Mayo Clinic Women's HealthSource discusses myths and facts about ovarian cancer

Here are highlights from the September issue of Mayo Clinic Women's HealthSource. You may cite this publication as often as you wish. Mayo Clinic Women's HealthSource attribution is required. Reprinting is allowed for a fee. Include the following subscription information as your editorial policies permit:

Clarifying Myths: Ovarian Cancer can Have Early Symptoms, can be Successfully Treated

Ovarian cancer is a frightening diagnosis that often comes after the cancer has spread. As a result, it's the most deadly of the gynecological cancers.

But not all the news about ovarian cancer is grim. Incidence is declining. Doctors are learning more about early symptoms and more effective treatments. The September issue of Mayo Clinic Women's HealthSource looks at myths and facts about ovarian cancer.

Myth: There are no early symptoms.

Fact: Many women with ovarian cancer do have early warning signs. However, common symptoms -- abdominal pressure, fullness, swelling or bloating, urinary urgency and pelvic discomfort or pain -- mimic those of many other conditions. It's not unusual for women with ovarian cancer to be diagnosed first with a digestive or bladder disorder. With these concerns, symptoms tend to come and go, occur in certain situations or be related to certain foods. With ovarian cancer, symptoms are likely to occur daily for weeks or months on end. Symptomatic women who have been treated for other health conditions and have not improved should schedule a follow-up visit with their doctor or seek a second opinion.

Myth: Pap tests can detect ovarian cancer.

Fact: Pap tests, also called Pap smears, are designed to detect cervical cancer, not ovarian cancer. Other exams and tests can help detect ovarian cancer but none are helpful for routine screening.

When ovarian cancer is suspected, a doctor will likely perform a pelvic exam to check for masses or growths on the ovaries. Other diagnostic tests include a CA 125 blood test and a transvaginal ultrasound. The protein CA 125 often is elevated in women with ovarian cancer. A transvaginal ultrasound is used to produce detailed images of the ovaries and other reproductive organs.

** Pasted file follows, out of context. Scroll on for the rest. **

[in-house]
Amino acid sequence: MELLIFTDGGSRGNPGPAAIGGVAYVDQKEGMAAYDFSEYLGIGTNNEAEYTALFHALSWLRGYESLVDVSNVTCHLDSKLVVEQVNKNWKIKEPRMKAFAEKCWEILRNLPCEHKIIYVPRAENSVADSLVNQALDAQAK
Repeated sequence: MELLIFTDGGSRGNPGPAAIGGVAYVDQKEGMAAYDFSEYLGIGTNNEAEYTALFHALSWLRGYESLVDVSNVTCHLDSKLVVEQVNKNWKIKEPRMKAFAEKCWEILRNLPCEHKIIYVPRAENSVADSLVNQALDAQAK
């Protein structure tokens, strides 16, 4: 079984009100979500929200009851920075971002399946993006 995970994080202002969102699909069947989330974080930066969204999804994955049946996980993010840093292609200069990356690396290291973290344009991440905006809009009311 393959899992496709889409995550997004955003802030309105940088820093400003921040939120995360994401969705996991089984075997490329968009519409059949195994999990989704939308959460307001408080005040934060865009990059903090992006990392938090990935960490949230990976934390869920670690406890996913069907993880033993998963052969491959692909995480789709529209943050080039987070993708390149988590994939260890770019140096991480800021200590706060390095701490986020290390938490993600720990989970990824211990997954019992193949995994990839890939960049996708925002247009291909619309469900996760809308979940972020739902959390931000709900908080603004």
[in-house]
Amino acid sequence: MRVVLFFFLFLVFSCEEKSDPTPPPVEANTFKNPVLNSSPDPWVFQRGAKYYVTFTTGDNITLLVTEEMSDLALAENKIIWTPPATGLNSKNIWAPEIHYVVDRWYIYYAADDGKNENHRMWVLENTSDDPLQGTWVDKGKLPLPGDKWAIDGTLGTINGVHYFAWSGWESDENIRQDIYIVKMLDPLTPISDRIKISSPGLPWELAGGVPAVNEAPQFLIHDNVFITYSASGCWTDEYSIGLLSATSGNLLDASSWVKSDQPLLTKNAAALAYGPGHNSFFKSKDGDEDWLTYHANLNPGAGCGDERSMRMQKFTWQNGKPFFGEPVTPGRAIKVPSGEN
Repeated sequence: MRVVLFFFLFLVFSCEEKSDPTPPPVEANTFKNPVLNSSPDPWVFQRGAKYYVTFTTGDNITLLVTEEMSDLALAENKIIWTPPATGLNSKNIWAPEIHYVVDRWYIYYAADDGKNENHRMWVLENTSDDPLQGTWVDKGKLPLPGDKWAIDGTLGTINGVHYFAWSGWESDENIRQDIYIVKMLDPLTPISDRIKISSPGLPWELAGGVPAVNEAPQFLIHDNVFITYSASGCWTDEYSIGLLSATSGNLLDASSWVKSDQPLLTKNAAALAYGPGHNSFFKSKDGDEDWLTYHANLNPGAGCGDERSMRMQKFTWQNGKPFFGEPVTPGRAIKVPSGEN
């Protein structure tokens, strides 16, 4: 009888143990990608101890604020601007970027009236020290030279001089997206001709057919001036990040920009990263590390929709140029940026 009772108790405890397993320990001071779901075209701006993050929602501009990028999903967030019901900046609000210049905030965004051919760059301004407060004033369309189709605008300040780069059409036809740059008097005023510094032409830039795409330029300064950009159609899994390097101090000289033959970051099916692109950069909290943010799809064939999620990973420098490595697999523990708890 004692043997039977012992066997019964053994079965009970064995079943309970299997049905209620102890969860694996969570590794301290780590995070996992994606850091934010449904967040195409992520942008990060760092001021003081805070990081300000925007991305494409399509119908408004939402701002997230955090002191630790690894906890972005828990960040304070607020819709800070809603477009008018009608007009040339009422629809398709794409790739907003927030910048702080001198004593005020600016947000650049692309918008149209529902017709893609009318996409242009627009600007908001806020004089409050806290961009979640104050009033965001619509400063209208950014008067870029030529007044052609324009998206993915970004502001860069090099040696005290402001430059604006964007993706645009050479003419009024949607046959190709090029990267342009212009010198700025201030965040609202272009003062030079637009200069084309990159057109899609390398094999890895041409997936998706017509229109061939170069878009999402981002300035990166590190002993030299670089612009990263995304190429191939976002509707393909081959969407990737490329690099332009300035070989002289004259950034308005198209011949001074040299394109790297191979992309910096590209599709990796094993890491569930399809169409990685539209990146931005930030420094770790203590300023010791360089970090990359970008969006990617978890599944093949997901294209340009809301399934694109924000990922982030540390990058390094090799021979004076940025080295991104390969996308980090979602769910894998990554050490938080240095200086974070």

Myth: Most women with ovarian cancer have a family history of the disease.

Fact: Only 10 to 15 percent of ovarian cancers are inherited. The most important risk factor for ovarian cancer is the presence of inherited mutations in breast cancer genes known as BRCA1 and BRCA2. Other risk factors are personal or family history of breast cancer, obesity, and a woman's age. Most patients with ovarian cancer are postmenopausal.

Myth: Women who have had a hysterectomy can't get ovarian cancer.

Fact: During a hysterectomy, a surgeon removes the uterus and usually the cervix. In some cases, the fallopian tubes and ovaries are removed. If one or both ovaries are left intact, ovarian cancer is possible. There's a very small chance of the disease, even when the ovaries are removed.

Myth: Ovarian cancer is always deadly.

Fact: Ovarian cancer is a serious illness, but it's not always deadly. An estimated 21,550 women will be diagnosed with ovarian cancer in 2009, and 14,600 will die from the disease. When ovarian cancer is diagnosed and treated early, five-year survival rates are nearly 93 percent. Having a gynecologic oncologist perform the surgery increases survival rates. Combining certain chemotherapy drugs also may improve survival rates and help prevent recurrence, even in women with later stages of the disease.

Pass on the Salt: Most Americans Would Benefit from Lower Sodium Intake

Most Americans consume too much salt, contributing to the risk of heart disease and stroke, reports the September issue of Mayo Clinic Women's HealthSource.